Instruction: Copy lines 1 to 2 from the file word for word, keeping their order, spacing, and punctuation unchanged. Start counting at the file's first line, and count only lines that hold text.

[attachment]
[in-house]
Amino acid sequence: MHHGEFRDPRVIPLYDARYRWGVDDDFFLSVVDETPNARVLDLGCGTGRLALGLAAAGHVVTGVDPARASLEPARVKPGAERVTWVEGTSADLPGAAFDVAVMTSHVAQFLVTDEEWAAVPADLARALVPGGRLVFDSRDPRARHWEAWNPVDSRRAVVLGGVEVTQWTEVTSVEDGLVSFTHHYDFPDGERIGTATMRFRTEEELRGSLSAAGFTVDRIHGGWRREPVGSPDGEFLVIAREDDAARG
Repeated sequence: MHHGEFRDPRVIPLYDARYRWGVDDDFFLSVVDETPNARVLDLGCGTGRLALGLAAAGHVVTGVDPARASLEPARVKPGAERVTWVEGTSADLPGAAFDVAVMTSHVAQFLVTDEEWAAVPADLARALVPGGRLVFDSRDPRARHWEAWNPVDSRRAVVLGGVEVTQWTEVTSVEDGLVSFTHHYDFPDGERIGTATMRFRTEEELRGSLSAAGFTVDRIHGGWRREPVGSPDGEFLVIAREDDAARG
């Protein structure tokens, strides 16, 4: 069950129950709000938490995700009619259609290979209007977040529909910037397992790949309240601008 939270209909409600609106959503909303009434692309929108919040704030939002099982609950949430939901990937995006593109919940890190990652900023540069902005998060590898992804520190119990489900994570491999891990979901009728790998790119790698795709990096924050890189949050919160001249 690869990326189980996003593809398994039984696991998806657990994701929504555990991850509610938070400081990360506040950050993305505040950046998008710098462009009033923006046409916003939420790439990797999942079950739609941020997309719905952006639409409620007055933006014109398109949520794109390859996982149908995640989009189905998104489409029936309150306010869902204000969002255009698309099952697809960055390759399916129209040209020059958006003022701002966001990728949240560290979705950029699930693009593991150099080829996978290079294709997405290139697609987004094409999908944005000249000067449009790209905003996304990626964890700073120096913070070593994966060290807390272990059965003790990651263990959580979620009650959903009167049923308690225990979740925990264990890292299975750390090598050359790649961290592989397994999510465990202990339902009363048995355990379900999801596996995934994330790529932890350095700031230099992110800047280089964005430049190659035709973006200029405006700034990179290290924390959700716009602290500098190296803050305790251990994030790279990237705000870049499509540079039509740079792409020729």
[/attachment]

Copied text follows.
[in-house]
Amino acid sequence: MHHGEFRDPRVIPLYDARYRWGVDDDFFLSVVDETPNARVLDLGCGTGRLALGLAAAGHVVTGVDPARASLEPARVKPGAERVTWVEGTSADLPGAAFDVAVMTSHVAQFLVTDEEWAAVPADLARALVPGGRLVFDSRDPRARHWEAWNPVDSRRAVVLGGVEVTQWTEVTSVEDGLVSFTHHYDFPDGERIGTATMRFRTEEELRGSLSAAGFTVDRIHGGWRREPVGSPDGEFLVIAREDDAARG